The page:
|Redo log configuration|
When a transaction is committed, a physical write to the redo log file must occur. The write must complete before the commit call returns control to the user. Hence, redo log writes can provide a limit to throughput of update-intensive applications.
Redo log I/O is optimized if the log is on a dedicated device and there is no contention for the device. If this is achieved, the disk head is already in the correct position when the commit is issued, and write time is minimized (the disk won’t need to seek).
Because the log writes are sequential and are performed by the Logwriter processes only, there is little advantage in striping. Since LGWR is write-only to these devices, the performance degradation caused by RAID 5 is likely to be most significant, even if the volume is dedicated to redo logs (because of contention with the archiver process).
To insure against any loss of data in the event of a media failure, it is essential that the redo logs are mirrored. Oracle provides a software mirroring capability (redo log multiplexing), although hardware mirroring (RAID 1) is probably more efficient.
Because switching between redo logs results in a database checkpoint, and because a log cannot be reused until that checkpoint is completed, large and numerous logs can result in better throughput. By increasing the number of logs, you reduce the possibility that a log is required for reuse before its checkpoint is complete. By increasing the size of the logs, you reduce the number of checkpoints that must occur.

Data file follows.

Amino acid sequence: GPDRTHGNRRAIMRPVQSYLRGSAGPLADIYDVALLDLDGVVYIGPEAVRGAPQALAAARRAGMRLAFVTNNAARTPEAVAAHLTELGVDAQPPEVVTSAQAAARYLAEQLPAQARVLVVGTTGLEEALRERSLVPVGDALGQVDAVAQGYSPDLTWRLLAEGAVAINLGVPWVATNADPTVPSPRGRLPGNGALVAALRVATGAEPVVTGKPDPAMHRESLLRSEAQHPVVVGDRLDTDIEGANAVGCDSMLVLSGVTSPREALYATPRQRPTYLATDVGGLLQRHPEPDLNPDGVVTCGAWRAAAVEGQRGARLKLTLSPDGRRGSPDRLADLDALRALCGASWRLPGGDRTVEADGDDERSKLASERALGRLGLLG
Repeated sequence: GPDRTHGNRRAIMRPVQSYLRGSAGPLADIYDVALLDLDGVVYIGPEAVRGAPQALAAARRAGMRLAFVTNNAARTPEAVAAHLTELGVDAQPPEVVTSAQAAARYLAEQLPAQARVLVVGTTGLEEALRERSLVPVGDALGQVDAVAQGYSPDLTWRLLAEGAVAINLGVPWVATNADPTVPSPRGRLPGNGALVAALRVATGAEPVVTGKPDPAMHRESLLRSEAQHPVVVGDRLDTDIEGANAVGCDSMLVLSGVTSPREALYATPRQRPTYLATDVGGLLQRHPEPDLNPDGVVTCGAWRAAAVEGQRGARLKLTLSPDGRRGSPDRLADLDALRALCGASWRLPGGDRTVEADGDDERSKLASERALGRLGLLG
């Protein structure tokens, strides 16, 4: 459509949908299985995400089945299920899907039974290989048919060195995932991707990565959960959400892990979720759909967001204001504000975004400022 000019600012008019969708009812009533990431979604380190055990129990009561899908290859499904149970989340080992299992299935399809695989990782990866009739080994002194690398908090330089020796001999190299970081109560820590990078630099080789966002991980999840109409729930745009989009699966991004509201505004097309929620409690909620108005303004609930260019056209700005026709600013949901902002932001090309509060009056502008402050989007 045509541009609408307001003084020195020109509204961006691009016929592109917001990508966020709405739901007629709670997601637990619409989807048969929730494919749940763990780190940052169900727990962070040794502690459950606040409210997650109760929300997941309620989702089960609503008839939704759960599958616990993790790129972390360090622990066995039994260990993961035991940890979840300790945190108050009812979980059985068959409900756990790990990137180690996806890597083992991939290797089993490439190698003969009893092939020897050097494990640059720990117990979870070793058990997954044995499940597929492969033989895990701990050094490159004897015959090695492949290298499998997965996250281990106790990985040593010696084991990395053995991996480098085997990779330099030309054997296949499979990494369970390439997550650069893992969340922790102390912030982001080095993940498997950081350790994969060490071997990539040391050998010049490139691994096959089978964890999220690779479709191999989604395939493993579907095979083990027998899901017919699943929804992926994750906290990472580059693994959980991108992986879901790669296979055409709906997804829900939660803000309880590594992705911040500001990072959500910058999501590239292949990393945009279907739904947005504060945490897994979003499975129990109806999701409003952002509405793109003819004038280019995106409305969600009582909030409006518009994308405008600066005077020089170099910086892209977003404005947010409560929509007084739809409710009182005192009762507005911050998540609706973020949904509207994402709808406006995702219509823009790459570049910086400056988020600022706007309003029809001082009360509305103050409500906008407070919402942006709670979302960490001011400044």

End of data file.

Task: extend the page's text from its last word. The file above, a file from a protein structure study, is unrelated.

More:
The optimal size for your redo logs depends on your transaction rate. You should size the logs so that switches do not occur too rapidly. Since you usually allocate dedicated devices for redo logs, there is likely to be substantial disk capacity available for logs. It is often easiest to over-configure the log size and number initially. Log sizes of 64 to 256 megabytes are not uncommon. Configuring from 10 to 20 redo logs is also not unusual.